When we drove up to experience the Samaritan Passover sacrifice at Kiryat Luza we had hoped to also visit the site at Mount Gerizim but it was closed. Now the Israel Nature and Parks Authority with the Judaea and Samaria Civil Administration have completed the work to enable daily access to the archaeological site on Mount Gerizim.
Mount Gerizim is one of two mountains that overlook the West Bank city of Nablus (in Hebrew Shechem, of which there are many Biblical references). Mount Gerizim at 886 meters above sea level (higher than Jerusalem) is one of the highest mountains in Israel. In Deuteronomy 27:2-13 Moses and the Elders command the nation to build an altar of large, natural white-washed stones on Mount Ebal (the mountain across from Gerizim) and to make peace offerings on the altar, eat there and write the words of the Law on the stones when they cross the Jordan River into the land of Israel. The Israelites are then to split into two groups of six tribes each, one stays on Mount Ebal and pronounces curses, while the other goes to Mount Gerizim and pronounces blessings.
Mount Gerizim is sacred to the Samaritans. According to the Samaritan version of Deuteronomy and a scroll fragment found at Qumran, God instructs the people to build the altar on Mount Gerizim not Ebal. According to the Samaritans God chose Mount Gerizim as the location for the Holy Temple, rather than the Temple Mount or Mount Moria in Jerusalem (Make me a sanctuary and I will dwell among you – Exodus 25:8).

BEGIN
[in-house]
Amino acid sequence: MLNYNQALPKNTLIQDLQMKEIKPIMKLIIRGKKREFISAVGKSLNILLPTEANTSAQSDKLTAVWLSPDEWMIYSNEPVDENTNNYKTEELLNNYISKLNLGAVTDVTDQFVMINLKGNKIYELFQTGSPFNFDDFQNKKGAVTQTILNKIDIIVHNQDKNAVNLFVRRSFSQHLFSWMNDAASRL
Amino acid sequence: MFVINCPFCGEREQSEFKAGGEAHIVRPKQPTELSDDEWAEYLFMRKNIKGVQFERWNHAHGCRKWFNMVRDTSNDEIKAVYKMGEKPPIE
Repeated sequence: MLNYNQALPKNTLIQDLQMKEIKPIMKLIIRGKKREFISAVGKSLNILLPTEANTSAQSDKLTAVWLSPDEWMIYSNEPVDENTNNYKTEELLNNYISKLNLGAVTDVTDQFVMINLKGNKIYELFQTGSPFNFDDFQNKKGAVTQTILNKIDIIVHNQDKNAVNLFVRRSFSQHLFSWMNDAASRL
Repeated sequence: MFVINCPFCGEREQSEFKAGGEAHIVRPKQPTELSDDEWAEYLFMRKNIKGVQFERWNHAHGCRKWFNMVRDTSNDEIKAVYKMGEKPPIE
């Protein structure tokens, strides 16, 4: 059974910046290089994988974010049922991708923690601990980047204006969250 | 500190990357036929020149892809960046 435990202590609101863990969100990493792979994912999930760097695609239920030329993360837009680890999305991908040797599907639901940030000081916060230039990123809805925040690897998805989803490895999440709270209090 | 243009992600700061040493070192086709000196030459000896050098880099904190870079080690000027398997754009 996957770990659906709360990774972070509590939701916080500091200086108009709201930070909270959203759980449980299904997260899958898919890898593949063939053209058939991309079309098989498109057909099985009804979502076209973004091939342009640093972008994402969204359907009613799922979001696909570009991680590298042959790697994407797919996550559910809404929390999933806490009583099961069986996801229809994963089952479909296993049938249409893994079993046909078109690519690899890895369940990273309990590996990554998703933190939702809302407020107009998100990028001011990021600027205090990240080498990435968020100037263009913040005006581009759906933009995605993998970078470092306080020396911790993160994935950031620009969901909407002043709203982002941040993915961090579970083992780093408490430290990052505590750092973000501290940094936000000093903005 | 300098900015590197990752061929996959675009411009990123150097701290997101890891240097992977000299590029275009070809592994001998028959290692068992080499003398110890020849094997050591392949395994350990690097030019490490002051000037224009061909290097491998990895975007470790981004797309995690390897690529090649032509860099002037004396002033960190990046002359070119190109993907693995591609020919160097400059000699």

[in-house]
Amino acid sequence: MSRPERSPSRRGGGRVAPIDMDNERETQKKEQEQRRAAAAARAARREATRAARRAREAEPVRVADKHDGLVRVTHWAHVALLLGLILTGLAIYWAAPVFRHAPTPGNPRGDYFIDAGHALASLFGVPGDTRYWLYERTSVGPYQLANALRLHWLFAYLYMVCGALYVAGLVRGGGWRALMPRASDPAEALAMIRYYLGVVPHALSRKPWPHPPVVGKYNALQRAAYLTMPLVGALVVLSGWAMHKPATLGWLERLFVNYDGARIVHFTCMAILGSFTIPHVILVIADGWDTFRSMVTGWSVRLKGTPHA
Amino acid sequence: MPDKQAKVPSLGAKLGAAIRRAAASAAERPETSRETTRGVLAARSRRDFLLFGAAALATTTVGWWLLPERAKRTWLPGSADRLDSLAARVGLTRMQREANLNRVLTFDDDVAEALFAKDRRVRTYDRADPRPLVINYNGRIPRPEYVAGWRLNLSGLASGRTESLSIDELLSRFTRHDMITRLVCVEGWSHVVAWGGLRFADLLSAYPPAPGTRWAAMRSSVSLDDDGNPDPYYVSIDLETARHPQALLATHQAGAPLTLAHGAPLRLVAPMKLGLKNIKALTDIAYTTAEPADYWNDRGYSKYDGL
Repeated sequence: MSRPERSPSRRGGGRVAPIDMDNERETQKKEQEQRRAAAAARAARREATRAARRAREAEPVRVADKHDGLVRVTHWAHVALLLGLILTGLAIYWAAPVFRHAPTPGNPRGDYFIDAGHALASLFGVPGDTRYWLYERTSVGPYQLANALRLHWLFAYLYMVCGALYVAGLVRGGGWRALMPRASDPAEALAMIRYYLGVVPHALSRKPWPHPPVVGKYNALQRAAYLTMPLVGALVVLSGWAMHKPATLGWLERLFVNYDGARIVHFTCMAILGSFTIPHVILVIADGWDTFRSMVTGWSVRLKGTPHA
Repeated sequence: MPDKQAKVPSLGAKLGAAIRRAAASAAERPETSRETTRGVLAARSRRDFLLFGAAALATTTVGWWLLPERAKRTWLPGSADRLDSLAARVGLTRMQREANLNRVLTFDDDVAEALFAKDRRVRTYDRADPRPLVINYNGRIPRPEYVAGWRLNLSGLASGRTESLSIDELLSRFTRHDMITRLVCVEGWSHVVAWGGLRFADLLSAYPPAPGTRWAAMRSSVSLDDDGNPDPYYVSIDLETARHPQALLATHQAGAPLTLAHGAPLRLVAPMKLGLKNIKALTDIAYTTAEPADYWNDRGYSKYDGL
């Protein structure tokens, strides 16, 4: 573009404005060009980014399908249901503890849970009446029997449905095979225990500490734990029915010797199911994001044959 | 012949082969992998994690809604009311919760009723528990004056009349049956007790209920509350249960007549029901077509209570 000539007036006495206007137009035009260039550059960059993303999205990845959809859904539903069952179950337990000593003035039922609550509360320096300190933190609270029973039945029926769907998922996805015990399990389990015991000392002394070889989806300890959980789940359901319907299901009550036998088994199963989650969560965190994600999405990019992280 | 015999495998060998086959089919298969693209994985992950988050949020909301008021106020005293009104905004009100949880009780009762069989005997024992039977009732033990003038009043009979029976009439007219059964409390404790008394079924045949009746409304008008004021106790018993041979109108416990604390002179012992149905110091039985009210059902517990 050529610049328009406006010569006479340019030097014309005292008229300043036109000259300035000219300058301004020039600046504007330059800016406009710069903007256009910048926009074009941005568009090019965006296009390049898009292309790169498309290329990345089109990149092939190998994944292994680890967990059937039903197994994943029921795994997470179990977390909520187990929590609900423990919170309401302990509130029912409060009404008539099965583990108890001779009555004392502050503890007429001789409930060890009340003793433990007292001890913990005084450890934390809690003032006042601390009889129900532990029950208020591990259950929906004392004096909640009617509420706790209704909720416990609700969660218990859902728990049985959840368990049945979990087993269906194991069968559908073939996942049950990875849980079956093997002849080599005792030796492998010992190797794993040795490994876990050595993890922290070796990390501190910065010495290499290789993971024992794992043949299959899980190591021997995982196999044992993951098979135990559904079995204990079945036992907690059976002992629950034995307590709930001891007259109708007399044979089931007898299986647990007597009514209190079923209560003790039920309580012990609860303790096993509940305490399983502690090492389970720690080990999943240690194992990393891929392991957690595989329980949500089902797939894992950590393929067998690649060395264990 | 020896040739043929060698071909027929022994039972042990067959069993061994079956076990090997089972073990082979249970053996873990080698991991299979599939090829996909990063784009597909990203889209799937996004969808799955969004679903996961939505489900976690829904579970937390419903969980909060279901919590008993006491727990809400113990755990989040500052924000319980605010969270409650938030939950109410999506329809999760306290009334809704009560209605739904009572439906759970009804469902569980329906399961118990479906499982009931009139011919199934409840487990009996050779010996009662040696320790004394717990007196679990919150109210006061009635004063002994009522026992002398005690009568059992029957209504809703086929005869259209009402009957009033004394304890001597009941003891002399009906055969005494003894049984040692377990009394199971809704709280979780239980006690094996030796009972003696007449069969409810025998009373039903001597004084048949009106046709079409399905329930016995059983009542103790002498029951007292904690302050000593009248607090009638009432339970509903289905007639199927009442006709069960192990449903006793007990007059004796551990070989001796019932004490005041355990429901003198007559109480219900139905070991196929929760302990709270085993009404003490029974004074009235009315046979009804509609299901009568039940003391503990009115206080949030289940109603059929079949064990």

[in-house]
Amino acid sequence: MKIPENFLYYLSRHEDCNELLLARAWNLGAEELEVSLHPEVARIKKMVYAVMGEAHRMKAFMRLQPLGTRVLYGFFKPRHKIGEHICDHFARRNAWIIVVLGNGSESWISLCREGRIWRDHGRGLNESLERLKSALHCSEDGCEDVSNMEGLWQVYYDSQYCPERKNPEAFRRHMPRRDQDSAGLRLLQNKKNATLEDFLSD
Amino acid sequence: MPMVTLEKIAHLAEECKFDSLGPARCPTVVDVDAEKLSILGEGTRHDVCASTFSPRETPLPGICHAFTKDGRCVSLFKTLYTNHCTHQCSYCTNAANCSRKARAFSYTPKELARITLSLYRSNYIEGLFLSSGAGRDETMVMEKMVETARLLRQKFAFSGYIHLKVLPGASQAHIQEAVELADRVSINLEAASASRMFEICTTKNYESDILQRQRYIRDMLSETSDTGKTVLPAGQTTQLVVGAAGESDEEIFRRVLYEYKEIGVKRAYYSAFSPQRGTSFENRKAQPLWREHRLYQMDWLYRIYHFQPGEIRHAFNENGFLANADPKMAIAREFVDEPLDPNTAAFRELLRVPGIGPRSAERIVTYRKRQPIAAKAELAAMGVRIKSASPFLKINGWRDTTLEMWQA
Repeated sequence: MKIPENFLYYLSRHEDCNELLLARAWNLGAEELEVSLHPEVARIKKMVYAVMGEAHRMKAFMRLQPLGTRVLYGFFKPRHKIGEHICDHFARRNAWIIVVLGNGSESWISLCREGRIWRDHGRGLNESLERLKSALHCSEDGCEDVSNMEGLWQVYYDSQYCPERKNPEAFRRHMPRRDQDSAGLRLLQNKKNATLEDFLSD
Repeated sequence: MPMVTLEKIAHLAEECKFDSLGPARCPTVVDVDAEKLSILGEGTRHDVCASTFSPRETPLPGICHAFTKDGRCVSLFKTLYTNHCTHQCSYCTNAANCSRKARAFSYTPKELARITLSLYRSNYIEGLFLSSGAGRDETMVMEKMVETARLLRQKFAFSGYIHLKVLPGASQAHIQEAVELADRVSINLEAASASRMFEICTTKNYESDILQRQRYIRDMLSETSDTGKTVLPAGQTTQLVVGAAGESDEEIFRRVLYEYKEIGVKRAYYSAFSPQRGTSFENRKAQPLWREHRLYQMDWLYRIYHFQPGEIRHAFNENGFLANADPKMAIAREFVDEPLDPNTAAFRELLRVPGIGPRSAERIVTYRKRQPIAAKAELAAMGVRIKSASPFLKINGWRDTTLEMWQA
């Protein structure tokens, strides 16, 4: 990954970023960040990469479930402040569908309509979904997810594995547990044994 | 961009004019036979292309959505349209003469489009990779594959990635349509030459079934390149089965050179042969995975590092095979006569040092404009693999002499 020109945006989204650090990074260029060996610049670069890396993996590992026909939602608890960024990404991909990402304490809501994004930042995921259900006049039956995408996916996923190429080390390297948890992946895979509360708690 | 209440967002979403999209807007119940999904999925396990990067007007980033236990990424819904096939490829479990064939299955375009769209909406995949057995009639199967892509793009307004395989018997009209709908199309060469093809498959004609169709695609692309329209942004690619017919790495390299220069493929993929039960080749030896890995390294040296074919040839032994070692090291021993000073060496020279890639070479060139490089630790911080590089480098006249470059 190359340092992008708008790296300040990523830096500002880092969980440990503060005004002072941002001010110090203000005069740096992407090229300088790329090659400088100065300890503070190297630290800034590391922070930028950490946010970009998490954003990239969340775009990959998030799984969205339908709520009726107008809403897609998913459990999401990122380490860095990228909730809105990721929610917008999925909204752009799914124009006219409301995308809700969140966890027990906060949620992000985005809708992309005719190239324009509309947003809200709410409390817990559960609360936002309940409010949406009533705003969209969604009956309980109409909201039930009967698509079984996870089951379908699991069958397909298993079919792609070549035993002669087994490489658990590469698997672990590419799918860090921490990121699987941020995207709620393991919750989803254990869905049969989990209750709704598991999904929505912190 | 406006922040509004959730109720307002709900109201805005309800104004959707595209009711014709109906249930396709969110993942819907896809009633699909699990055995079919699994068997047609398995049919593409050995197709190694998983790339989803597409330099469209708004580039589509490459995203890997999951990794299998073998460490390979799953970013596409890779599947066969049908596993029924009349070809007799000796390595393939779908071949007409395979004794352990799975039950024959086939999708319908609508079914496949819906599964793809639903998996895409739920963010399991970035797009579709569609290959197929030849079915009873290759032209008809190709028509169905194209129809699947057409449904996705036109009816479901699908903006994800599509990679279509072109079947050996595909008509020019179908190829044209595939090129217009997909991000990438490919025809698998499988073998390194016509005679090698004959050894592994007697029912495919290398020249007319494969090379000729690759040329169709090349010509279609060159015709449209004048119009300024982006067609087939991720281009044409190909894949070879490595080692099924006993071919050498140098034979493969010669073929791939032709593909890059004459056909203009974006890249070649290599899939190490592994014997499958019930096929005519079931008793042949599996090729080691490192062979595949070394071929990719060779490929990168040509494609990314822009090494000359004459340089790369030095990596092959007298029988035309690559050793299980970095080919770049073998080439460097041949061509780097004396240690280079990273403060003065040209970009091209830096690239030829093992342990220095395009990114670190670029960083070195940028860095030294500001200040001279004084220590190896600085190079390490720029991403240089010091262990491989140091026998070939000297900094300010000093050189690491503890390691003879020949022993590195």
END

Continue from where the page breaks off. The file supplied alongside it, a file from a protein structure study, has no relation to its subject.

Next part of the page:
At the end of the 5th century BCE, Sanballat, the governor of Samaria, constructed a temple on Mount Gerizim and a large city grew around it and flourished during the Hellenistic period. Religious tensions between the Jews and the Samaritans led John Hyrcanus to destroy the temple on Gerizim in the 2nd century BCE according to Josephus (in the Talmud, it is destroyed by Simon the Just). In the 4th century when Christianity became the state religion of the Roman Empire, the Samaritans were barred from worshiping on Mount Gerizim. In 484 CE the Byzantine ruler Zenon constructed a fortified monastery with a Christian octagonal martyrium inside, in honor of Mary Mother of God (Theotokos). The plan of the martyrdom is almost identical to the Kathisma church on the way from Jerusalem to Bethlehem.
There are the remains of quite intricate mosaic floors in some of the areas.
In 529CE, Emperor Justinian made Samaritanism illegal, extended the enclosure to the north (destroying the Samaritan temple to its foundations) and built a protective wall around it.
According to Muslim tradition, the tomb of Sheikh Ghanem one of Salah al-Din’s commanders was built on the foundations of the northeastern tower.
In the excavations of the city both public and residential buildings were uncovered as well as olive presses.